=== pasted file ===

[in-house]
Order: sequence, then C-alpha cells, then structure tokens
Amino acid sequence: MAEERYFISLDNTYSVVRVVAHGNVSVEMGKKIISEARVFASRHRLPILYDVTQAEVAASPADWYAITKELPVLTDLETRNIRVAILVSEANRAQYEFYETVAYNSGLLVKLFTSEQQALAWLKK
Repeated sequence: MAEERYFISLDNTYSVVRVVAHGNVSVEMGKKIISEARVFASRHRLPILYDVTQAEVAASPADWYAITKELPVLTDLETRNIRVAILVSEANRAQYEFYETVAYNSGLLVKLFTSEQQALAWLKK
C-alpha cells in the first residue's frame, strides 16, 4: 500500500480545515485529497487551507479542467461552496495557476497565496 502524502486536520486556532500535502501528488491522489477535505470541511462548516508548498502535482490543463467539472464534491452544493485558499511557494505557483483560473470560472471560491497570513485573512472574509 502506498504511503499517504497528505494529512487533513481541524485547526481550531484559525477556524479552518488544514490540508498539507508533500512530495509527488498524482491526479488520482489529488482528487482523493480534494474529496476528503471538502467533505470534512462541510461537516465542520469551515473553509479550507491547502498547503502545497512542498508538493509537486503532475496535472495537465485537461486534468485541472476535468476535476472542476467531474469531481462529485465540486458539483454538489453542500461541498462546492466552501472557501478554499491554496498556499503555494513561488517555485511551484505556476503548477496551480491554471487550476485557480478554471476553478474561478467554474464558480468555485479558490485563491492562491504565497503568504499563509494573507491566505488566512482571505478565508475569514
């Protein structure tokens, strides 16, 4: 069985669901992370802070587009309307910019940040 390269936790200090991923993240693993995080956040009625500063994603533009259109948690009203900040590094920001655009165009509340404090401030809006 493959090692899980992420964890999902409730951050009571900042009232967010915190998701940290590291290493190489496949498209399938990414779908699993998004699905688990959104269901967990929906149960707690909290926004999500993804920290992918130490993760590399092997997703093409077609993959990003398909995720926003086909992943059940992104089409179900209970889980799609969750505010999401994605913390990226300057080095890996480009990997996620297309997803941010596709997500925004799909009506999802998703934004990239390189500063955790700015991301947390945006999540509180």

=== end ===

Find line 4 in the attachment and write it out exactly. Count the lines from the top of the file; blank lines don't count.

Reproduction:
Repeated sequence: MAEERYFISLDNTYSVVRVVAHGNVSVEMGKKIISEARVFASRHRLPILYDVTQAEVAASPADWYAITKELPVLTDLETRNIRVAILVSEANRAQYEFYETVAYNSGLLVKLFTSEQQALAWLKK